Superintendent Terry Alban has kicked off the budget season for Frederick County Public Schools with a 2021 operating budget that is — even more than usual — a rough first draft that will be evolving until the deadline for approval in the spring.
Alban is requesting a significant boost in funding, a 7.3 percent increase from the fiscal 2020 operating budget, to $683 million.
As the Maryland General Assembly convenes, however, the biggest item of business on its agenda is the Blueprint for Maryland’s Future, more commonly known as the Kirwan Commission. And where that debate will take our state and our county, no one knows.
The commission has recommended enormous increases in funding for education, both on the part of the state government and local governments. How much of that the Legislature will approve, how much money the state might provide, and how much might be required of the counties will be argued about during the 90-day session, probably right up until the final day in April.
The Board of Education has already been warned by staff that the school system expects at least a $4.2 million cost to support new mandates if all of the commission’s recommendations win approval. We believe that figure might be too low.
The commission recommended increasing total funding by $4 billion more per year, with $2.8 billion from the state and requiring local school systems to come up with the remaining $1.2 billion. And yes, that would be every year, on top of the current spending.
The superintendent’s budget would already align with some changes that most people expect to see from the Legislature, especially increasing teacher pay and creating more accountability programs to make sure the money goes where it is supposed to go.
According to the Baltimore Sun, the commission’s major recommendations are:
- Expanding prekindergarten to all 4-year-olds, as well as 3-year-olds from poor families.
- Increasing the standards to become a teacher and raising teacher salaries.
- Revamping high schools to offer students training for well-paying jobs right after graduation.
- Providing more support to special education students and schools with concentrations of poor families.
Alban did address the salary issue and is requesting more staff in the central office to respond to new accountability requirements. But some of her other priorities are not among the commission recommendations. She highlighted reducing class size, creating a replacement cycle for technology and increasing staff in the schools to address increasing enrollment.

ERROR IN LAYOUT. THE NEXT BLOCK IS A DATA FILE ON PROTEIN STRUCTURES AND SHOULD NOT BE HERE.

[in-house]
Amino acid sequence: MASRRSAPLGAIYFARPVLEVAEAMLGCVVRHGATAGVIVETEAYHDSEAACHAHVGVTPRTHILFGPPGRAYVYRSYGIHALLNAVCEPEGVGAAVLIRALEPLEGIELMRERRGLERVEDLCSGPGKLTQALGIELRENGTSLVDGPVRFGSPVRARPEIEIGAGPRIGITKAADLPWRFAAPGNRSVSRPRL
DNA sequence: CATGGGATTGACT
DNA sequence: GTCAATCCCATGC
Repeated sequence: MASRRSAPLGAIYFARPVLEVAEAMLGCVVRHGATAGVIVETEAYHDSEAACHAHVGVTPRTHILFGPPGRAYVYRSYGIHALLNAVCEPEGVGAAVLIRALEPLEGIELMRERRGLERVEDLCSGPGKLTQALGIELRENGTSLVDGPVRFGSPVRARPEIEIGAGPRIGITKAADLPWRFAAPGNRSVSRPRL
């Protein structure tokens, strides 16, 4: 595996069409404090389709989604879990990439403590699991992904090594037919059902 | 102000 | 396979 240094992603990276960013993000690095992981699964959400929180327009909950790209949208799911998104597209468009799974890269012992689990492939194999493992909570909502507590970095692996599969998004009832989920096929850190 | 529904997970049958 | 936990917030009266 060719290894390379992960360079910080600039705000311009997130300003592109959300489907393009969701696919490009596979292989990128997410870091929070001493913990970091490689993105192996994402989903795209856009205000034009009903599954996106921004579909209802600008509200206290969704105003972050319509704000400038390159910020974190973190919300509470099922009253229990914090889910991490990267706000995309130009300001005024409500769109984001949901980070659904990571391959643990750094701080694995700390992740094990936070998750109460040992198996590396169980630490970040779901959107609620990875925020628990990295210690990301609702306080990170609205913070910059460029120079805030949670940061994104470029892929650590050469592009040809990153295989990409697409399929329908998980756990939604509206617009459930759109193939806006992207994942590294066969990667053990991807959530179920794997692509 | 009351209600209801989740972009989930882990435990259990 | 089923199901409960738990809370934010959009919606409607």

Reducing class size is popular both with parents and teachers, and the school board members are in favor of it as well. But it does cost a lot of money. Alban’s draft includes $3.6 million to reduce class size in kindergarten through eighth grade, but the document does not specify by how many students.
The research on the benefit of cutting class size is mixed. According to education experts, the best study was conducted by the state of Tennessee in the late 1980s, and the results showed that students in classes averaging 15 pupils did better than those in classes averaging 22. That is a huge reduction, and most school systems cannot afford to do that much.
A 2015 study by the Goldman School of Public Policy at the University of California concluded:
“We can say with confidence that smaller class sizes improve grades for younger learners. But the answers to deeper questions are less clear. …
“The magnitude of the impact must be weighed against the impact of other reforms. For example, would paying higher salaries to retain a high-quality teacher workforce be money better spent?”
That seems to be the direction the Kirwan study wants school systems to go.
If Frederick County is going to be called on to provide a lot more funding for our schools, we have to make certain that every dollar is spent wisely, and with the greatest impact.
This is not to say that Alban’s budget is too large. It is a continuing embarrassment that our county ranks at the bottom of per-pupil spending in the state. The mandates of the Kirwan Commission might change that, but the school board must keep a close eye on its pennies.